In an effort to educate her audience about virulent consumerism, YouTuber and drag queen Kimberly Clark launched a series of Anti-Haul videos, listing all the items she did not want to buy and why.
The series started a phenomenon on YouTube. Her videos helped me rethink my purchasing habits. Because I watched her videos, I examined my positions and started to become more mindful of the products I purchased.
With Black Friday and Cyber Monday upon us, I find myself thinking about how much money I spent during previous holiday seasons. Thanks to Kimberly Clark, I’ve started to think more critically about the holiday promotions I receive through push notifications and email.
In homage to Kimberly Clark, I’ve compiled a list of items– cosmetics, clothes, tech, and everything in between– I do not intend to purchase this holiday sale season.
KKW Contour/Highlight Kits
Kim Kardashian is that person everybody hates but I–not so secretly– adore. This is a woman who turned something absolutely humiliating into a brand. She’s fucking brilliant.
I do, however, have a bone to pick with her regarding her makeup collection. I watched reviews on YouTube and I didn’t feel particularly impressed.
A lot of people were breaking the contour sticks and there wasn’t a lot of product in the sticks.In her review and cost breakdown, Stephanie Nicole explained the cream contour sticks have 3.6 grams worth of product. The powder contour palettes have 30 grams of product total, (7.5 grams each).
Even with the markdown, I don’t feel that is enough product to justify spending the same as I would for a contour palette from Anastasia Beverly Hills at its full price. I’m also reluctant to spend this much money on a brand I haven’t heard enough positive things about and that I’m unable to physically test out myself before dropping $83.
Anything from Forever 21
At 9:45 EST, Forever 21, I received a promotional email letting me know I could buy items up to 80 percent off. At first, this sounds exciting. But the keyword to remember is “Up To.” If you scroll to the bottom of the email, I found a rather typical disclaimer: “Up to 80% off Offer valid on select items online at forever21.com/us/shop/ from November 23, 2017 12:00 am PST through November 26, 2017 11:59 pm PST. Price as marked, exclusions may apply.” This, of course, means I can only get discounts on items Forever 21 selected themselves. Items I probably didn’t care about last week, but for some reason, feel inclined to buy them now because they’re slightly cheaper.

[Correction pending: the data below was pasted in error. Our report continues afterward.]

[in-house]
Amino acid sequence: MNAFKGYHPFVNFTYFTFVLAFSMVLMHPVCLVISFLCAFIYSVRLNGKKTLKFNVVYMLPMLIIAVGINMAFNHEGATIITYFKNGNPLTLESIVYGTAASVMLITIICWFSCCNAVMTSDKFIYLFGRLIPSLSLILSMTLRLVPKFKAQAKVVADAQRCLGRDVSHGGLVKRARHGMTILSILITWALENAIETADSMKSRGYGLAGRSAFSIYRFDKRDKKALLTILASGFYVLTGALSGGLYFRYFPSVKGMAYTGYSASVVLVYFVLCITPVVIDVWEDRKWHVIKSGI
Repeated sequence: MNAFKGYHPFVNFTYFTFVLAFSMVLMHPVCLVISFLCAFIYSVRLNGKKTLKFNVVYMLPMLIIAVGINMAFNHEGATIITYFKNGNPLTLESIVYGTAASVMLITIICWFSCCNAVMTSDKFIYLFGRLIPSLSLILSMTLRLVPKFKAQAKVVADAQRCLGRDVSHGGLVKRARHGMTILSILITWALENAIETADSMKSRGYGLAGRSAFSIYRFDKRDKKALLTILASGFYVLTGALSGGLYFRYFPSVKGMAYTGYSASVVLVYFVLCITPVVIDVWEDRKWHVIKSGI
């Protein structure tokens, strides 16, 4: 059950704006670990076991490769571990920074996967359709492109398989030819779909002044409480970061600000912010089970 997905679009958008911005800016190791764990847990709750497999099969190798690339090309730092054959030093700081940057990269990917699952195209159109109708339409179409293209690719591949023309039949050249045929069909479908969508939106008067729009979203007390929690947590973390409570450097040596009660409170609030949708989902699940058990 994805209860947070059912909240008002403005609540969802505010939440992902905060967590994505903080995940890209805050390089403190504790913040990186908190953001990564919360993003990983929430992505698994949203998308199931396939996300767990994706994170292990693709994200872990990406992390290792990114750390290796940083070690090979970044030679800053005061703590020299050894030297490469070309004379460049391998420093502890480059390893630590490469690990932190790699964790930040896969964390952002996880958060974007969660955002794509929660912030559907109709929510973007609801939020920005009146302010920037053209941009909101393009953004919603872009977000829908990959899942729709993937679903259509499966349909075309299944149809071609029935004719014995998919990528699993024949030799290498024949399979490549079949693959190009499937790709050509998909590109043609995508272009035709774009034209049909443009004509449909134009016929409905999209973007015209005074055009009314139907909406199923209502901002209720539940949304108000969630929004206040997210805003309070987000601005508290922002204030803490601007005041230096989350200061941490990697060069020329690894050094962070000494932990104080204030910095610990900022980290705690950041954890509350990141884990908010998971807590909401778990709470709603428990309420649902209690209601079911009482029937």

In my experience shopping at Forever 21, they’re the items in my closet that wear out the quickest, and the items I get sick of the fastest.
These Old Navy Socks
When I buy socks, I normally buy them in bulk from either H&M or Target. For a pack of six or seven pairs, these run me anywhere from 6.99 to 11.99. Old Navy has created a problem for me that didn’t exist: festive and kind of ugly fuzzy socks for one dollar that will only be available on Black Friday.
At first, sure. I probably spend more money on seven socks than I will on just the one pair at Target. However, these socks feel like either a gimmick or a stocking stuffer. Maybe even both. The thing I run out and buy because I’m feeling festive now that the holiday season has officially begun.
Whoever owns these– whether it’s me or someone else– will never use once it’s in their possession.
Any fitness tracker.
Since I graduated college, I must have owned more than five fitness trackers. Three of them have gone missing, and two of them ended up damaged.
I even owned the Misfit at one point. Part of me enjoyed it. Their app was fun and interactive and I got a lot of compliments on it when people noticed it.
The reason I will not be purchasing a Misfit, could be its own blog entry. Fitness wearables do not help you lose weight. When I stopped wearing my Misfit, I actually ended up slimmer than I did while I was using it, counting my calories, and showing up at the gym regularly.
The Misfit, next to the Bellabeat, is probably the most gorgeous fitness tracker out there. Fitness trackers have encouraged people to get out the couch to punch up their steps. But evidence reveals it isn’t helping us lose weight.
For that reason alone, I can’t justify buying something that doesn’t serve the purpose it’s supposed to.
Cuisinart Advantage 12-Pc. Knife Set
I don’t own a whole lot of cutting knives, and since moving out of my parents’ house when I was 17, I never did. Like my socks, I bought the set of 4 at the kitchen section at Target. I likely spent less than $20. Once again, a brand created a non-existent problem for me.
Once $50, JCPenney is selling Cuisinart Advantage 12 Pc Colored Knives for $19. Two years ago, I might have bought these. Hey, they’re kinda ugly but they’re $19 now! My biggest issue with these knives is that they look like they’ve always been $19. To spend that much of knives, when they should be even cheaper, doesn’t feel like so much of a deal. I can just wait until I find a not-so-colorful set when I move out of my current apartment.